Leave No Trace
By Jacob Davis With on February 11, 2018

Leave No Trace, from Winter’s Bone director Debra Granik, is the story of a father (Ben Foster) and daughter (newcomer Thomasin McKenzie) who live in a paradise of their own creation in the woods, removed from civilization. One mistake sends the world as they know it into turmoil and they are forced to make a choice about how they will lead their lives. Granik displays the same care for creation that she did in her previous film. Nature is shot with respect and beauty as if she is another character in the cast list. The script is sparse and says a lot while speaking a little. The cinematography is breathtaking, dressed in the same under saturated and bleak attire as Winter’s Bone. I could sit with Granik’s work for hours, admiring her eye for natural beauty and innocence. As she did with Jennifer Lawrence, she makes McKenzie look like a household name. Thomasin’s mature and nuanced performance breathes life into the film. The unspoken chemistry between McKenzie and Foster is simultaneously unnerving and mesmerizing. This relationship between father and daughter is the blood pumping through the veins of the heart that this film lays bare. Like Granik’s debut, this too is a film about family and what we do to protect those we love. Ben Foster’s character is a tortured soul, an army vet that deals with PTSD and whose hermit like disposition threatens to keep his daughter from her childhood. You would be hard pressed to find a more gentle, honest and fair portrayal of the challenges of PTSD. Granik is meticulous in her efforts to ensure she doesn’t sensationalize Will’s condition or turn it into a plot device. It is simply a part of his being, albeit a consuming part, one that needs no articulation beyond the measured, quiet performance given by Foster. What is left is the story of people who are lost, who slip through the cracks, who love but at the same time are incapable of trust. Leave No Trace is less about where this tragedy leads us our characters than just how they can manage to arrive there without breaking each other’s hearts. Granik’s deliberate pacing creates a growing tension between the relentless love of family and the need for community. She draws you close and keeps you there. You ache for the characters to understand that sometimes there is more love in letting go than holding close. Near the film’s conclusion, Will and Thom find themselves in the care of a community of outsiders living in shacks and trailers in the woods of Washington State. In this unorthodox family, Thom finds the acceptance that she has been looking for, the love that her father cannot give her, the gift of human touch. It is indeed a sad ending but one laced with hope. Hope nestled in the bosom of sacrifice, as we come to the painful realization that we are all longing to be found despite our best efforts to cover our tracks. Granik’s work challenges us as followers of Jesus to reacquaint ourselves with the art of community. In a world of constantly increasing information, the one thing we fail to know is each other. A recent study by Accel and quatrics shows that members of the current generation check their phones close to 150 times a day. We are more intimate with our phones than with each other. We are more accustomed to the touch of a screen than the touch of another. We find comfort in our technology and fail to look up long enough to realize that there are people all around us longing to be seen, to be known. In the midst of a culture that is growing increasingly isolated, Leave No Trace beckons us to look up and reach out, to come to grips with the pain and fear that hold us captive and let them go long enough to accept/extend the loving touch of community. In Granik’s characters I see the shadow of a bleeding woman who’s fear and pain caused her to tremble in the presence of Jesus. She expected a harsh rejection but what she found was a healing touch. In the same way, Jesus drew near to the lepers, he offered them what society had robbed them of, the gift of human contact, the love that comes with being truly known by another. Leave No Trace serves as an unlikely, prophetic voice reminding us that we need each other, and challenging us to take up, with renewed fervor, the work of community that Jesus began.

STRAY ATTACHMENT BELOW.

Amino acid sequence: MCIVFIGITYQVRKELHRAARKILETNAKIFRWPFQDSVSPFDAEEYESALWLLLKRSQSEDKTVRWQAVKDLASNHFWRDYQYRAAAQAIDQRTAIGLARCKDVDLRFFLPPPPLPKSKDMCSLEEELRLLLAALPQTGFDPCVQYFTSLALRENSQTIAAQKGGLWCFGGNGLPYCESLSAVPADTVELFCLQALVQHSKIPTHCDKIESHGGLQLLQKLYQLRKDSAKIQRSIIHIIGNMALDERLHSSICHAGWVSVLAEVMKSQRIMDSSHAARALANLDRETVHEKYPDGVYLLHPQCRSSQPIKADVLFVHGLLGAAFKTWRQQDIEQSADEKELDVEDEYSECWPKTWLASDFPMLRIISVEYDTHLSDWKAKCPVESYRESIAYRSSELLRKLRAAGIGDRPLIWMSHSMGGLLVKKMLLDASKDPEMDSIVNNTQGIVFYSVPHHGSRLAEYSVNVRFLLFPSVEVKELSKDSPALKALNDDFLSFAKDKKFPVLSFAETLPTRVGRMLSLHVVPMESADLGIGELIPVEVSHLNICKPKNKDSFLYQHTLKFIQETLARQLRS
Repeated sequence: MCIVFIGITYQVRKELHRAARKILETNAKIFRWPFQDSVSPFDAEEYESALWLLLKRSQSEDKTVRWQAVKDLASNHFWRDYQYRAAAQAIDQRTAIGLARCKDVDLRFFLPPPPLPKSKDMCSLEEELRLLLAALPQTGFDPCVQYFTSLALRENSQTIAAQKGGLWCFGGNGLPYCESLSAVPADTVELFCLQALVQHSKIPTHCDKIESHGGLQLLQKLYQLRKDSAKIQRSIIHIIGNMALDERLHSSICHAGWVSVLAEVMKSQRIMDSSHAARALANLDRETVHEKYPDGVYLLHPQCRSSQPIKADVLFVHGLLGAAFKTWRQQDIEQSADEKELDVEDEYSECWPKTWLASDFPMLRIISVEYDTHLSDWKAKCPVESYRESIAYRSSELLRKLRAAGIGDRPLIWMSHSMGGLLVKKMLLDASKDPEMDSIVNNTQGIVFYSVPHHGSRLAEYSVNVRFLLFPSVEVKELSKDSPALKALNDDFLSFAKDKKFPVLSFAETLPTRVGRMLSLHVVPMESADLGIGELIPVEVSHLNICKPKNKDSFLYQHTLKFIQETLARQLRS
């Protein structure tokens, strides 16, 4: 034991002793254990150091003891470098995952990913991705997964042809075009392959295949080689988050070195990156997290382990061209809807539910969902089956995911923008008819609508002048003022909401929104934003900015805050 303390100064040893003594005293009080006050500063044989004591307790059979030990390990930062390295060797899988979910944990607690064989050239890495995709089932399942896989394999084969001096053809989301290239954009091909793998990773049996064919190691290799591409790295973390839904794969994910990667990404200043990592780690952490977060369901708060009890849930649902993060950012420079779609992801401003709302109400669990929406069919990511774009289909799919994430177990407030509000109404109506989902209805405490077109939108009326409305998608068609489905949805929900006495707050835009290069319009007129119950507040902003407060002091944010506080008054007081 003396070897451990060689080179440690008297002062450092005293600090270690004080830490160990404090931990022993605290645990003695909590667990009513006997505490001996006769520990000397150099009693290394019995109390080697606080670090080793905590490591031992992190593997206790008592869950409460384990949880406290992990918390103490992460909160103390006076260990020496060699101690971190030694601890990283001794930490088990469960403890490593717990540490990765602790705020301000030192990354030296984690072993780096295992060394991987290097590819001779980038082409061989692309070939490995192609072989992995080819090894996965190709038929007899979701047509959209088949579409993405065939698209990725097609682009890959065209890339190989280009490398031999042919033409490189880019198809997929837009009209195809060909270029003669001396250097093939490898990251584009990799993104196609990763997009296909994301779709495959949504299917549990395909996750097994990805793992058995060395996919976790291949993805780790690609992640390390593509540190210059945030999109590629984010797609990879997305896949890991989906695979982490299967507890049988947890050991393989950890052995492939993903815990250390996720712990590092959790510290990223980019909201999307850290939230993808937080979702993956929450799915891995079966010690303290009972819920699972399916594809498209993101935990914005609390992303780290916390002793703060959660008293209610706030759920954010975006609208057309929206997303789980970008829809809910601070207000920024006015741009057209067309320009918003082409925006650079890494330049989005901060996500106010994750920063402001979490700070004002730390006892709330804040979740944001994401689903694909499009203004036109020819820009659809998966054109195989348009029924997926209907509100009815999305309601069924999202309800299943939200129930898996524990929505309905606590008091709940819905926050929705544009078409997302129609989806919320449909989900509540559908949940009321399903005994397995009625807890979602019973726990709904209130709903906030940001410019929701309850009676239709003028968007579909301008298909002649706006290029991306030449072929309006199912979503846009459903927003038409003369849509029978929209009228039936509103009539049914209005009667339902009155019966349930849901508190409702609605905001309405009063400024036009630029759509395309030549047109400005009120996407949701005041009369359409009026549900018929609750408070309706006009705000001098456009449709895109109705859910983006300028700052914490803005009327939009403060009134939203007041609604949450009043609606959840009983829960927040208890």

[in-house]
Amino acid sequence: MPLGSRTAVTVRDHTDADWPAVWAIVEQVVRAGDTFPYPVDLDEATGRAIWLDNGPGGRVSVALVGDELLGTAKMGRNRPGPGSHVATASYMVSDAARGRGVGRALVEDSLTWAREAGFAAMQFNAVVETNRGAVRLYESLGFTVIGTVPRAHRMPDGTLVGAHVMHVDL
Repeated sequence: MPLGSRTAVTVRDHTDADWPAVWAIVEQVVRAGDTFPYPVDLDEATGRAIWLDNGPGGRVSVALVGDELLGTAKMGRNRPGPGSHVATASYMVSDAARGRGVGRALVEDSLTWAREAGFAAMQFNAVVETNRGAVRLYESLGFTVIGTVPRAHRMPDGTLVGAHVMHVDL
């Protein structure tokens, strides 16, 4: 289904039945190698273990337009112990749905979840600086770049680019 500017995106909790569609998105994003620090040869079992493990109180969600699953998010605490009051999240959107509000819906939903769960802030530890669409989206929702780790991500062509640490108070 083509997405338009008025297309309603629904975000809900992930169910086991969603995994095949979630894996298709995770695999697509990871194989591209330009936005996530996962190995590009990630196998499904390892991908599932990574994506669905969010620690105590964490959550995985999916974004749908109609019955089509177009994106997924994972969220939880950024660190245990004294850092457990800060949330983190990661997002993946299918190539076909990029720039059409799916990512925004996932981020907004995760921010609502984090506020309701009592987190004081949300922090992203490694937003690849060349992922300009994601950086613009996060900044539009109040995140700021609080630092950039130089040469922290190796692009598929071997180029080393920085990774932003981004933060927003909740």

About the Author: Jacob Davis

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